Romans 12:2And do not be conformed to this world, but be transformed by the renewing of your mind, so that you may prove what the will of God is, that which is good and acceptable and perfect.

James 1:27Pure and undefiled religion in the sight of our God and Father is this: to visit orphans and widows in their distress, and to keep oneself unstained by the world.

I think Jesus was quite conscious of this tension. He had been addressing it … over … and over … and over. While Jesus was pointing upward, His followers could only see in front of them. I can only imagine how frustrating that must have been for our Lord.

Greed had been an ongoing theme in Jesus’ training of his disciples. Sometimes it is implied, other times it is out in the open. Just some of examples Luke shares include the calling of Levi the tax collector (5:27-32); the parable of the sower, about thorns of riches that choke spiritual life (8:14); the pharisees who inside are full of greed (11:39); giving a party in order to be reciprocated by one’s “rich friends” (14:12); the prodigal son who squanders his wealth on wild living (15:13); the parable of the unjust servant(16:1-12); the teaching we cannot serve God and mammon (16:13); the parable of the rich man and Lazarus (16:19-31); the rich young ruler, and the saying about the impossibility of a rich person to enter the Kingdom (18:18-27); and the story of wealthy Zacchaeus’ generosity (19:1-10).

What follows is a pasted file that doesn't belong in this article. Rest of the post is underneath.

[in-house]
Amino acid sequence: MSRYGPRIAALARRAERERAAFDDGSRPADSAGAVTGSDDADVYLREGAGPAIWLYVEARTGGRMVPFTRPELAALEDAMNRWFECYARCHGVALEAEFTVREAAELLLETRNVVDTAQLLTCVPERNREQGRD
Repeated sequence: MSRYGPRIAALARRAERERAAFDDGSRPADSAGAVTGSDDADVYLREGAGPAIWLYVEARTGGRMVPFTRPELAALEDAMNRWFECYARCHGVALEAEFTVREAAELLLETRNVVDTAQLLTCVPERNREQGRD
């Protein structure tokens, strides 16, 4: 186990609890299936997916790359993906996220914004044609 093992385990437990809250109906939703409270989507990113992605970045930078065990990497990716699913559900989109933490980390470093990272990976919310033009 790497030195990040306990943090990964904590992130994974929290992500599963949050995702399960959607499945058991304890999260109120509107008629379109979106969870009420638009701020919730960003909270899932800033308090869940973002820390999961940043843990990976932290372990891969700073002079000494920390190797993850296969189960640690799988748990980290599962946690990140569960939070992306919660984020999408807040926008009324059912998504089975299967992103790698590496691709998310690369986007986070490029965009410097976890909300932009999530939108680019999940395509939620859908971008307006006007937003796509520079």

But of all of these, today’s passage focuses directly upon greed, as Jesus teaches His disciples about this hard-to-discern spiritual killer.

To put it all into some context, Jesus had been busy preaching, teaching and healing when, out of the blue, someone in the throng of followers yells out, “Teacher, tell my brother to divide the inheritance with me.”

Oh, no. Not again. Doesn’t anybody listen? Those had to be the first thoughts that crossed Jesus’ mind.

After He gains His composure, He explains He is not a judge or arbiter.

You can almost picture it. Jesus has been teaching for some time about the Kingdom. Suddenly, someone in the back calls out and interrupts the whole group with a question. Not a question, really, but an insistence Jesus straighten out and validates the man’s legal affairs. It was rude, out of place, it didn’t ring true.